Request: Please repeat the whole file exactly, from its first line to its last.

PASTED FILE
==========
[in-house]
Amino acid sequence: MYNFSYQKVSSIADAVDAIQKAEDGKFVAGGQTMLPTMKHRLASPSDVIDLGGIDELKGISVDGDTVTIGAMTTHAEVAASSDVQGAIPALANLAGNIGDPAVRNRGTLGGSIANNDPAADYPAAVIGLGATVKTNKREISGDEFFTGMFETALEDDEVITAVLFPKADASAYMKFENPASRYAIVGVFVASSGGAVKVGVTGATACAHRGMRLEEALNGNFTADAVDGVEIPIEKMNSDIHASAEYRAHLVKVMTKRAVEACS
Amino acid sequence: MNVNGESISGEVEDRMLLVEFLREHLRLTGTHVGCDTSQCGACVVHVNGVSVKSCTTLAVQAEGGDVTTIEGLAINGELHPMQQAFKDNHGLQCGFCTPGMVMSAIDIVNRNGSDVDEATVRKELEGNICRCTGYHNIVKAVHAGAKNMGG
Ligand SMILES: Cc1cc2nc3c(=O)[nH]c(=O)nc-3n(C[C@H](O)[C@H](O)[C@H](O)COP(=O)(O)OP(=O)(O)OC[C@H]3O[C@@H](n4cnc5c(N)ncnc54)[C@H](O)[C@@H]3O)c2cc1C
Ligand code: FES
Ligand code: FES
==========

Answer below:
[in-house]
Amino acid sequence: MYNFSYQKVSSIADAVDAIQKAEDGKFVAGGQTMLPTMKHRLASPSDVIDLGGIDELKGISVDGDTVTIGAMTTHAEVAASSDVQGAIPALANLAGNIGDPAVRNRGTLGGSIANNDPAADYPAAVIGLGATVKTNKREISGDEFFTGMFETALEDDEVITAVLFPKADASAYMKFENPASRYAIVGVFVASSGGAVKVGVTGATACAHRGMRLEEALNGNFTADAVDGVEIPIEKMNSDIHASAEYRAHLVKVMTKRAVEACS
Amino acid sequence: MNVNGESISGEVEDRMLLVEFLREHLRLTGTHVGCDTSQCGACVVHVNGVSVKSCTTLAVQAEGGDVTTIEGLAINGELHPMQQAFKDNHGLQCGFCTPGMVMSAIDIVNRNGSDVDEATVRKELEGNICRCTGYHNIVKAVHAGAKNMGG
Ligand SMILES: Cc1cc2nc3c(=O)[nH]c(=O)nc-3n(C[C@H](O)[C@H](O)[C@H](O)COP(=O)(O)OP(=O)(O)OC[C@H]3O[C@@H](n4cnc5c(N)ncnc54)[C@H](O)[C@@H]3O)c2cc1C
Ligand code: FES
Ligand code: FES